Barcelona does research: IRB Barcelona scientists lead hands-on workshop at Fes Recerca!

IRB Barcelona researcher Eli Castellanos explains techniques scientists use to study cancer in fruit flies. (Pepe Encinas, copyright Fundació Caixa Catalunya)
IRB Barcelona researcher Eli Castellanos explains techniques scientists use to study cancer in fruit flies. (Pepe Encinas, copyright Fundació Caixa Catalunya)
  • <p>IRB Barcelona researcher Eli Castellanos explains techniques scientists use to study cancer in fruit flies. (Pepe Encinas, copyright Fundació Caixa Catalunya)<br /></p>
  • <p>Ana Janic helps new workshop participants to compare normal and mutant flies under the microscope. (Pepe Encinas, copyright Fundació Caixa Catalunya)</p>

What would motivate anyone to wake up early on a lazy springtime weekend morning, get dressed, and head to town? Research, of course! Fifty would-be scientists made their way to the Caixa Catalunya Cultural Centre in the "Pedrera" building in Barcelona on Saturday, March 3 for a day filled with science and fun. The occasion was Fes Recerca!, a series of hands-on science workshops aimed at the general public. The events, organized by the Parc Cientific de Barcelona over four weekends in February and March, provide an opportunity for amateur science buffs to experience what it is like to do research and learn about science projects that are currently being carried out at the Park.

IRB Barcelona PhD students Elisabeth Castellanos and Ana Janic, from Cayetano Gonzalez’s lab, presented their latest research projects on cancer in the fruit fly, Drosophila. Participants heard about the mechanisms that Drosophila cells normally use to divide, and learned what happens when these mechanisms fail, causing cells to divide out of control ultimately producing cancer.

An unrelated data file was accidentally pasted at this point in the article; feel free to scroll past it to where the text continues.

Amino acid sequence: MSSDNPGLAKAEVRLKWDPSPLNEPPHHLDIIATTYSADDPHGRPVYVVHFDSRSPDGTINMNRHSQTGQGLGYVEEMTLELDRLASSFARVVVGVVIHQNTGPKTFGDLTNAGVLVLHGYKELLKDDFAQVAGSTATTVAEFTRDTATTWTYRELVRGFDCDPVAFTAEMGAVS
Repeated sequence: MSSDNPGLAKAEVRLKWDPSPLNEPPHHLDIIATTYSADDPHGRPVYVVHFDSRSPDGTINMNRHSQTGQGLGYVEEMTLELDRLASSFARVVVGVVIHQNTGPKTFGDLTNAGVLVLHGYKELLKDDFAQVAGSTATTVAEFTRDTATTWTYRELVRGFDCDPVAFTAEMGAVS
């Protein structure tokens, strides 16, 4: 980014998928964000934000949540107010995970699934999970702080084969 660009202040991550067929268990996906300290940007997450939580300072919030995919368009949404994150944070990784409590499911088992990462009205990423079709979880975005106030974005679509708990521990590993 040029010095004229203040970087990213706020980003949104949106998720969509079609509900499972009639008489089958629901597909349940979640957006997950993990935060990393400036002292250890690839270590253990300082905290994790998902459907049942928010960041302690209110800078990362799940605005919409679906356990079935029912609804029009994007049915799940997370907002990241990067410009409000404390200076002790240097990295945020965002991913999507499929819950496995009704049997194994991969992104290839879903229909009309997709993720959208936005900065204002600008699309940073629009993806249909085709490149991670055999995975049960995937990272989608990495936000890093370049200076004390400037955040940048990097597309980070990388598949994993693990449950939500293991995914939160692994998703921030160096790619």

Once the theoretical lesson was over, participants put on lab coats, rolled up their sleeves and got down to some good old science. They sorted normal and mutant fly larvae, examined them under the microscope, and dissected the specimens to isolate the larval brains. In just a short time, these new researchers had succesfully mastered basic research techniques.

"It’s great that activities like this are organized. They really bring today’s research right to the public," affirms a 41-year-old clerk who participated in the event. "We enjoyed doing the experiments, and the scientists did a great job of explaining their research. It couldn’t have been easier to understand!"

"The success of this event shows that there is considerable interest and curiosity about science among the public" says Rosina Malagrida, Head of Communications at the PCB and organizer of the event. "What we need to do is create the opportunity for these two worlds to meet. Organizing such an event in La Pedrera, a famous building in the heart of Barcelona, is a wonderful idea. If the public can’t always come to the scientists, then the scientists must go to the public."